Need Fathers Day Gift Ideas? Crimson Trace Sale On Now!

Crimson Trace Beretta 92FS-1Just a heads up folks – Crimson Trace has most of their laser and light products on sale between now and Fathers Day June 15, 2014.

According to the company,

“The discounts apply on: Rail Masters®, Lightguards®, Defender Series®, Rail Master Pros®, Lasergrips® and Laserguards®. Further discounts apply to the Master Series™ that are designed for the popular 1911 handgun. The deepest discounts of this annual Father’s Day Sale apply to laser systems designed for Glock and Sig Sauer handguns, plus the MVF-515™ Foregrip that is designed for rail-equipped AR rifles. Yes, shoppers will also find that many models of the popular green laser sights are now on sale.”

Shipping costs are also waived during the same time period, so if you’re thinking of adding a laser or two, now is a great time.

Git it while the gittin’s good…

A Light and Laser Combo For (Almost) Any Gun

The new Crimson Trace CMR-204 (green) light and laser combo.

The new Crimson Trace CMR-204 (green) light and laser combo.

I don’t know about you, but I’ve got a couple of “problem” guns in my safe at the moment.

Actually, the only “problem” is that they don’t lend themselves to integrated Lasergrip or trigger guard installations. My examples are the Beretta PX4 Storm and the FNS-40. Both are excellent guns and I really like them. The “problem” is putting integrated lasers and lights on them. Right now, I’ve got a Crimson Trace Rail Master light on the Beretta PX4 Storm and the FNS-40 sits naked and unlit.

Fortunately, Crimson Trace just announced a solution. While I’ve heard rumblings about the Crimson Trace CMR-204 and CMR-205 Rail Master Pros for a while, I had not yet seen a formal release. As part of the SHOT Show 2014 product announcement deluge, they’re here.

Both units are rail mounted units that contain both tactical light and laser. The difference between the CMR-204 and CMR-205 models are the color of laser light. The CMR-204 is green while the CMR-205 is red. Both models allow you to set the operating mode to laser and light, laser only, light only or strobe light and laser. Both units also feature a 100 lumen light – like the Crimson Trace Lightguard and operate for about 4 hours in a single CR2 battery.

An aluminum body provides strength and water resistance to one meter, so no worries about rain. Remember, if it ain’t raining’ you ain’t trainin’ right?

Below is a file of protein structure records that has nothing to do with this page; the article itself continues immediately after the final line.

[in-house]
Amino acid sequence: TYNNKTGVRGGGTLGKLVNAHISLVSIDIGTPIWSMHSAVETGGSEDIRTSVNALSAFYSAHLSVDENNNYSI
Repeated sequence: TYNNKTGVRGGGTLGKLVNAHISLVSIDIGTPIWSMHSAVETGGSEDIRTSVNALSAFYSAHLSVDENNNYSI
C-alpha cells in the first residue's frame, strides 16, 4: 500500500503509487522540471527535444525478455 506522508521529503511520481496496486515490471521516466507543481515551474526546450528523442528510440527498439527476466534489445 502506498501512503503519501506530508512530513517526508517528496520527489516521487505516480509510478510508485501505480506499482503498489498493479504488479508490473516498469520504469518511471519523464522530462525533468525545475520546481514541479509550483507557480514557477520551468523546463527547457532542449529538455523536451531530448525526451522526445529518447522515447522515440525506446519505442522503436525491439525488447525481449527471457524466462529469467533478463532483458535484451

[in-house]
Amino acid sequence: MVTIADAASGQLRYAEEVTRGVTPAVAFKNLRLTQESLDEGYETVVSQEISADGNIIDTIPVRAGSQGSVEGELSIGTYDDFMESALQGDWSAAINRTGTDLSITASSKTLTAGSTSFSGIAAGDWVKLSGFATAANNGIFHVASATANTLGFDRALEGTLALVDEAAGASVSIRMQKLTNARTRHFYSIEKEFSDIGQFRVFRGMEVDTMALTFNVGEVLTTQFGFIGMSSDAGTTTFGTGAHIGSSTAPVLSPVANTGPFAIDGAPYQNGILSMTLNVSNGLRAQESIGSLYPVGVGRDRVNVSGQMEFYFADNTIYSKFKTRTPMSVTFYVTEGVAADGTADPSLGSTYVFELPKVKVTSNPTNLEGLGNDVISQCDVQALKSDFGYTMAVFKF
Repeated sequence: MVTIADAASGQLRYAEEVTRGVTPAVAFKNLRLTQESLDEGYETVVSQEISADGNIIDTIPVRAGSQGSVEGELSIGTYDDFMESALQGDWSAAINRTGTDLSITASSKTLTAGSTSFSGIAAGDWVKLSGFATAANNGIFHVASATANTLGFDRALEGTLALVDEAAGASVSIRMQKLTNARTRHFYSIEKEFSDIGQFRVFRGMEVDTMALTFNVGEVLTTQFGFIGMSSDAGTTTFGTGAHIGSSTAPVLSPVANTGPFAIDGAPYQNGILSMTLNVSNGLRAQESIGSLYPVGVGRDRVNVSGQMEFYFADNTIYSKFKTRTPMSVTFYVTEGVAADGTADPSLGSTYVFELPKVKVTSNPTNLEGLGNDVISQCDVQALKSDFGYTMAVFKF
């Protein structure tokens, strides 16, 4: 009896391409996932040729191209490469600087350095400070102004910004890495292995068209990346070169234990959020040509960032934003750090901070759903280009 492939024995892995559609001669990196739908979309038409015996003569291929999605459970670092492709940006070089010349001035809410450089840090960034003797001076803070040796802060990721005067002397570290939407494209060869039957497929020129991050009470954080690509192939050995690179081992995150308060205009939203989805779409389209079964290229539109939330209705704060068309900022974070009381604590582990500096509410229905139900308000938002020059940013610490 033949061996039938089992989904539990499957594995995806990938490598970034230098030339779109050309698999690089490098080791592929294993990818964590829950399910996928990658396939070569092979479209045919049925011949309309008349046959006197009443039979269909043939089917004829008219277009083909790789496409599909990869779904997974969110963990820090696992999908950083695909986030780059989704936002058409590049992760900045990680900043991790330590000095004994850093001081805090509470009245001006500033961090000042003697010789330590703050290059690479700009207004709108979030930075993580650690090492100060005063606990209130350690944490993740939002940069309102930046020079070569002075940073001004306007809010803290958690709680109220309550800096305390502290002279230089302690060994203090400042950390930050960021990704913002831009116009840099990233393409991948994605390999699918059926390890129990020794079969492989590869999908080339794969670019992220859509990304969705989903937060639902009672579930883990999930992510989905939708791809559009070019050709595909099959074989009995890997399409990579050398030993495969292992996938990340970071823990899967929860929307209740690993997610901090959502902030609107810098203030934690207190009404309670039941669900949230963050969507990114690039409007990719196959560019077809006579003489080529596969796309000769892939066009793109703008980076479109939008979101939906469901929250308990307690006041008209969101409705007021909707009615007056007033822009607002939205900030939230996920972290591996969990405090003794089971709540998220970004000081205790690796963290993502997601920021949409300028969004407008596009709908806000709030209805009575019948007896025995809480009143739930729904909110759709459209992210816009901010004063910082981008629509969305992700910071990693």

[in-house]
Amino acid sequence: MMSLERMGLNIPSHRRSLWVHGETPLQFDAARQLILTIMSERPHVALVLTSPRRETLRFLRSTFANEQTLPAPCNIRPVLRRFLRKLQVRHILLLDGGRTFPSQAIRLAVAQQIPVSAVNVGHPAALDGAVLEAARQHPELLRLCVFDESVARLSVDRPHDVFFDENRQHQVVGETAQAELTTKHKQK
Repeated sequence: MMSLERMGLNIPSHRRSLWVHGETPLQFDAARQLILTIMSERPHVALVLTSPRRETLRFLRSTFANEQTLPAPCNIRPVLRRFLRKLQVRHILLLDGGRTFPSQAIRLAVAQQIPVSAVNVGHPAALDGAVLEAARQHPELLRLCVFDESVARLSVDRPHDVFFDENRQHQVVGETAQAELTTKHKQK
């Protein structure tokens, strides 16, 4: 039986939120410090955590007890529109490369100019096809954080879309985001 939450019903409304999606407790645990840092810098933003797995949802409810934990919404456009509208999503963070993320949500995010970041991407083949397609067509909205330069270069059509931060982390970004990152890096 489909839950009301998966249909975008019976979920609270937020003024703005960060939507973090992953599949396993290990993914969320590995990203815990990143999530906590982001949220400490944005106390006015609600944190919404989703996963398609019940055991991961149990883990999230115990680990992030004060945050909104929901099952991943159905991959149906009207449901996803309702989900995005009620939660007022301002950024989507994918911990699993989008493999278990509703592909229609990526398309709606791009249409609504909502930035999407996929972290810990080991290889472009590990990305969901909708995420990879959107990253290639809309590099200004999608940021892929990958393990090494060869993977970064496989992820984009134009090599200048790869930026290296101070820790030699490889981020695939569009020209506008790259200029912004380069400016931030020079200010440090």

More to follow when I get my hands on one of these…

Crimson Trace’s Midnight 3 Gun Invitational: Enlightened in the Dark

How does a company prove that they have absolute faith in their products?

Unloading an AR-15, in the middle of the night, as fast as you can acquire targets, looks kind of like this. Crimson Trace Midnight 3 Gun Event

Unloading an AR-15, in the middle of the night, as fast as you can acquire targets, looks kind of like this. Crimson Trace Midnight 3 Gun Event

If you’re Crimson Trace, and your products were designed to help our warfighters, peace officers, and armed citizens protect themselves more effectively, you might…

  • Invite a bunch of folks to the middle of the desert.
  • Tell them to be sure to arrive in the middle of the night.
  • Encourage them to bring not one gun, but three. And plenty of ammunition.
  • Ask them to use your light and laser products.
  • Then, after all that, have them run around and shoot stuff as fast as they possibly can.

In today’s risk-averse society, that sounds kind of crazy doesn’t it? Somehow I can’t see the gutless leadership teams of Fortune 500 companies having that much faith in the capabilities of their products–and their customers. But that’s what I love about the shooting industry. Not just the sense of absolute faith and pride in the products, but the inherent trust that individuals involved will assume personal responsibility for safety and fun–in that order. Hats off to Crimson Trace for putting their money where their mouth is!

For the second year in a row, Crimson Trace invited members of the media and some of the best 3-gun shooters to participate in the Crimson Trace Midnight 3 Gun Invitational. Set at the Central Oregon Shooting Sports Association in the high desert about 30 miles outside of Bend, Oregon, this match is a back to the basics affair. Electricity? Nope. Running water? Nope. Absolute darkness? Yep.